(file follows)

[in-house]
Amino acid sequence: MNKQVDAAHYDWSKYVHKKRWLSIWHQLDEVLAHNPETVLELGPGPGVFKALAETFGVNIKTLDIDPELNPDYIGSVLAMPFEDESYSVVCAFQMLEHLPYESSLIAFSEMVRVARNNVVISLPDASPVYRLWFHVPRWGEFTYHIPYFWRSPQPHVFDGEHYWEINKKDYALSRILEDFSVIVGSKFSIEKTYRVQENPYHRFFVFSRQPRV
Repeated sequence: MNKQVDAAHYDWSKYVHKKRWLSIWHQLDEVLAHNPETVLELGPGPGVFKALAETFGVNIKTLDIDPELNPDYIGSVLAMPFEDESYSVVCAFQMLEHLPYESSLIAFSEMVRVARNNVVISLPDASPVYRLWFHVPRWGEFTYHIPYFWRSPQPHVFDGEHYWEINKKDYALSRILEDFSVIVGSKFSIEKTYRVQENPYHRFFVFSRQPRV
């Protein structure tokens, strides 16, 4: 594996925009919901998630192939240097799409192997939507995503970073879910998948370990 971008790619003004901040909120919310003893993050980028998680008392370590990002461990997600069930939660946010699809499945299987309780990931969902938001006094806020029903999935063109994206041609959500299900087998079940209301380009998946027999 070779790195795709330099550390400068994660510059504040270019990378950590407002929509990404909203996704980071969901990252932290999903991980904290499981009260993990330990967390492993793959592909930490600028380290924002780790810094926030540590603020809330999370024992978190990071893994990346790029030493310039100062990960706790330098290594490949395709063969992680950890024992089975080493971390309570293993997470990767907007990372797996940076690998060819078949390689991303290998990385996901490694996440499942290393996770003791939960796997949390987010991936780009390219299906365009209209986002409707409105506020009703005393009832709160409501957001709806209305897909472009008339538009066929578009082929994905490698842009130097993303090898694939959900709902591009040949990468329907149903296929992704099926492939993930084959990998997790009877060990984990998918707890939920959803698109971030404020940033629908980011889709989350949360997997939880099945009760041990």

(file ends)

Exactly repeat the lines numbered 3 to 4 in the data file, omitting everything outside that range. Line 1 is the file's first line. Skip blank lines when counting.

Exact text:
Repeated sequence: MNKQVDAAHYDWSKYVHKKRWLSIWHQLDEVLAHNPETVLELGPGPGVFKALAETFGVNIKTLDIDPELNPDYIGSVLAMPFEDESYSVVCAFQMLEHLPYESSLIAFSEMVRVARNNVVISLPDASPVYRLWFHVPRWGEFTYHIPYFWRSPQPHVFDGEHYWEINKKDYALSRILEDFSVIVGSKFSIEKTYRVQENPYHRFFVFSRQPRV
């Protein structure tokens, strides 16, 4: 594996925009919901998630192939240097799409192997939507995503970073879910998948370990 971008790619003004901040909120919310003893993050980028998680008392370590990002461990997600069930939660946010699809499945299987309780990931969902938001006094806020029903999935063109994206041609959500299900087998079940209301380009998946027999 070779790195795709330099550390400068994660510059504040270019990378950590407002929509990404909203996704980071969901990252932290999903991980904290499981009260993990330990967390492993793959592909930490600028380290924002780790810094926030540590603020809330999370024992978190990071893994990346790029030493310039100062990960706790330098290594490949395709063969992680950890024992089975080493971390309570293993997470990767907007990372797996940076690998060819078949390689991303290998990385996901490694996440499942290393996770003791939960796997949390987010991936780009390219299906365009209209986002409707409105506020009703005393009832709160409501957001709806209305897909472009008339538009066929578009082929994905490698842009130097993303090898694939959900709902591009040949990468329907149903296929992704099926492939993930084959990998997790009877060990984990998918707890939920959803698109971030404020940033629908980011889709989350949360997997939880099945009760041990």